And LP1 is full of great songs. The album displays a striking economy of means, and throughout the record FKA twigs does a great deal with very little, crafting songs out of the smallest of gestures. First single “Two Weeks” is a good example. The song brims with sexual confidence, but twigs creates dynamic tension by delivering the lyrics with a tightrope walking vocal performance. Built around an unsettlingly static verse melody, at first blush it feels almost too bare and unadorned. The striking music video offers an unexpected way in. Twigs sits with unnerving poise, delivering each line with such extreme delicacy that it’s like watching someone carve sculptures on a head of a pin. Each line is so fragile and controlled that even the barest deviation in melody could send the whole thing tumbling down. Then, near the end, there’s the payoff: a hook so immediately rewarding that it feels downright decadent after a such a restrained performance. It’s the kind of melody that lesser artists would build an entire song around, but here, it’s just a bridge. She sings it once, and then it disappears forever. You need to experience that moment again, so you hit repeat. And repeat. And repeat.
She pulls a similar trick on “Pendulum”, easily the best song of her career thus far. The production crumbles beneath twigs’ fingertips, its off-kilter percussion swaying back and forth, seasoned with backmasked chords offering just the faintest hint of harmonic structure. The real star of the show, however, is empty space. Great chasms of silence yawn from the song’s core, and twigs alights gingerly on the rhythm’s few solid surfaces, harmonizing with herself and weaving elegant melodies throughout. It’s the kind of song that’s meant to be inhabited for extended periods, the kind of song that can mean a million different things in a million different situations, from the lonely to the euphoric to the erotic. Once again, the song’s most stunning moment comes only once, demanding repeat listens. A lone, unexpected chord shift – a 7th – emerges two thirds of the way through the song, and twigs’ voice arcs glowingly upward, then cascades gently back down. It’s subtly devastating, so soft that you could miss it the first time around, yet it hits with the force of a million dizzying crescendos.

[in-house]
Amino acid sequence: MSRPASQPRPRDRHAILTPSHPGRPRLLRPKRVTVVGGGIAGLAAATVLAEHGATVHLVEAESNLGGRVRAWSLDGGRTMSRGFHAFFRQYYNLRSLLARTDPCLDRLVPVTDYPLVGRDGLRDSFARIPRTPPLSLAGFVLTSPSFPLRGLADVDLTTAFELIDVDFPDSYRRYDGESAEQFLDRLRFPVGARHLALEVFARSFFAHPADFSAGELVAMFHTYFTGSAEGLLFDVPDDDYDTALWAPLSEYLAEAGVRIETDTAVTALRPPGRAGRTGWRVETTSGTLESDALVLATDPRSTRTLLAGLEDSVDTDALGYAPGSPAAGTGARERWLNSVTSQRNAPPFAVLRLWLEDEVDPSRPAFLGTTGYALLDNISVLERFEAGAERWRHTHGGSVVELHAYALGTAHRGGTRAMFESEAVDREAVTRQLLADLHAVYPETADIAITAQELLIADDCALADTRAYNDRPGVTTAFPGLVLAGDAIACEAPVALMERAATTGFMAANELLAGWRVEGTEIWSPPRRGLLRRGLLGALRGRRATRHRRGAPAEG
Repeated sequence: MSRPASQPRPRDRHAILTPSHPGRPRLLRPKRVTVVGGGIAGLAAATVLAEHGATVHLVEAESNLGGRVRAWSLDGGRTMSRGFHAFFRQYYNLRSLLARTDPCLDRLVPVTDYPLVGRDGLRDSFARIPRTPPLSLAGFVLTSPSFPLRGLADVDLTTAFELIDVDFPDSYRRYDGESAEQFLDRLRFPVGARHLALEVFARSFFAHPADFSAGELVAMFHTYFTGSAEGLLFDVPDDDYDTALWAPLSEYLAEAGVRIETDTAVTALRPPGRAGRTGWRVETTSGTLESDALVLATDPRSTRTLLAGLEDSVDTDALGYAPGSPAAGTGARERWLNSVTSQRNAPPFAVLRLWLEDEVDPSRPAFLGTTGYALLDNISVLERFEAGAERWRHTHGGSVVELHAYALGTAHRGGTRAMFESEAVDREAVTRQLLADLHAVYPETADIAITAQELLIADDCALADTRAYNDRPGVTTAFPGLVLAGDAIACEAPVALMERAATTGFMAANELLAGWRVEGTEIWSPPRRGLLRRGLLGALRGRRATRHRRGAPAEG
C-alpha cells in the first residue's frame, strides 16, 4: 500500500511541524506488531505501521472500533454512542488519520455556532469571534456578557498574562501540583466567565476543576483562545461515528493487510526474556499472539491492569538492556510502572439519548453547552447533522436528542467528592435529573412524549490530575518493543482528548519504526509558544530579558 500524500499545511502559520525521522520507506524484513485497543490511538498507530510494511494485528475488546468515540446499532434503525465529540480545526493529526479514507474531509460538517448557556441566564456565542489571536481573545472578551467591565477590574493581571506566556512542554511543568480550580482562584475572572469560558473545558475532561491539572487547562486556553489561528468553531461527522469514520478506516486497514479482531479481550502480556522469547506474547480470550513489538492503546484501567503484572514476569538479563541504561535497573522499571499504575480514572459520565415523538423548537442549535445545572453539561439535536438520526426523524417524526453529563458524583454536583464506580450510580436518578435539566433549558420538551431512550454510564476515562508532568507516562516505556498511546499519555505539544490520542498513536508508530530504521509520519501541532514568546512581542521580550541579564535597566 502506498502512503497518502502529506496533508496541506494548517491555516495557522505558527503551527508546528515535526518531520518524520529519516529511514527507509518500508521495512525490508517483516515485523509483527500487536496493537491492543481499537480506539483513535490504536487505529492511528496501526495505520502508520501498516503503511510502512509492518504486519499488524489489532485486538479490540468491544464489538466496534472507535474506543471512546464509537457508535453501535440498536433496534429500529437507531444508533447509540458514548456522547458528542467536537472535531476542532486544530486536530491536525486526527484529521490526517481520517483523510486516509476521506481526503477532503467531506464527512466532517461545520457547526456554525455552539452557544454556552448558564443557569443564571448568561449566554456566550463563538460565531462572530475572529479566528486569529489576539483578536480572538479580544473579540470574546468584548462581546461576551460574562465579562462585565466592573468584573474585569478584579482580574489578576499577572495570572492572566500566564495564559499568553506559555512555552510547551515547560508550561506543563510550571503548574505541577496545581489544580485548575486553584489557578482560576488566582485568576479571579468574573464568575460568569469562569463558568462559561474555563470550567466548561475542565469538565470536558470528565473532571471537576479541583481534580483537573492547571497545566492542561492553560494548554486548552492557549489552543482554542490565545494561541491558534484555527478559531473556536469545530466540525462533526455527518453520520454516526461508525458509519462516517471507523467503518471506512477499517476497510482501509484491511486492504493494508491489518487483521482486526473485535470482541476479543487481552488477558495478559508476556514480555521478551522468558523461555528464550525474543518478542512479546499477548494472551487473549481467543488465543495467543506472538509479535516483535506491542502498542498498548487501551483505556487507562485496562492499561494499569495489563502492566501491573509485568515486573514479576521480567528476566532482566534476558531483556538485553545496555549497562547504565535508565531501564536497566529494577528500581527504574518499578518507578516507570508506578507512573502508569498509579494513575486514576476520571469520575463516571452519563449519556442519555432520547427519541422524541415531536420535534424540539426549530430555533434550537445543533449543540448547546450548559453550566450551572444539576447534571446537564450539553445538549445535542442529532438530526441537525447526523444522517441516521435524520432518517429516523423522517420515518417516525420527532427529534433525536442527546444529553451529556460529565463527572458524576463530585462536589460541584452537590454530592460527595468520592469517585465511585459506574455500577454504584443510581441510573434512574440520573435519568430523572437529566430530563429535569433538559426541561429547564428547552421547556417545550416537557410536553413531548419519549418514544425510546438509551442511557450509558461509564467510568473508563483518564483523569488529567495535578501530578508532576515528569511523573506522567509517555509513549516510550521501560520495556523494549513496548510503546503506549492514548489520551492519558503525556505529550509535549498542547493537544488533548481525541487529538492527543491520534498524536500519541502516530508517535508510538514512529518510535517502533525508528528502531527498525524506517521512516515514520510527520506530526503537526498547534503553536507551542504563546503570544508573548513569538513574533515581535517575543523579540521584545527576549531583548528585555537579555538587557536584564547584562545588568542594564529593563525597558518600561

“Lights On” is another highlight, melding tinkling thumb piano with rustling digital rhythms and microtonal synths as FKA twigs sings of opening herself up to another person, letting her guard down and appearing as she is. “Numbers” rumbles with twitchy drum patterns and tense chords, twigs seething, “was I just a number to you? Was I just a lonely girl to fight? Tonight I’ve got a question for you: do you want to live or die?” “Give Up” is almost conventional, with a hip hop drum machine pattern and a glittering, memorable chorus. Still, even here there are hints of strangeness, namely the detuned and pitch-shifted backing vocals that crop up throughout the record and have become something of a trademark for twigs. Those alien voices open the album’s final track, “Kicks”, which is also one of its best. The whole song feels illuminated from within, and it’s the closest the album gets to an anthem. Throbbing sub bass, insect-like, skittering drums and incandescent chords swirl around twigs, perpetually shifting and metamorphosing. Here, she holds nothing back, pouring herself into the song and delivering one of her strongest performances. It’s a song about finding pleasure in herself when her lover is away, but it sounds like a futuristic torch song, a cyborg ballad for the 21st century that basks in the warmth of hot tears and the chill of cold technology all at once.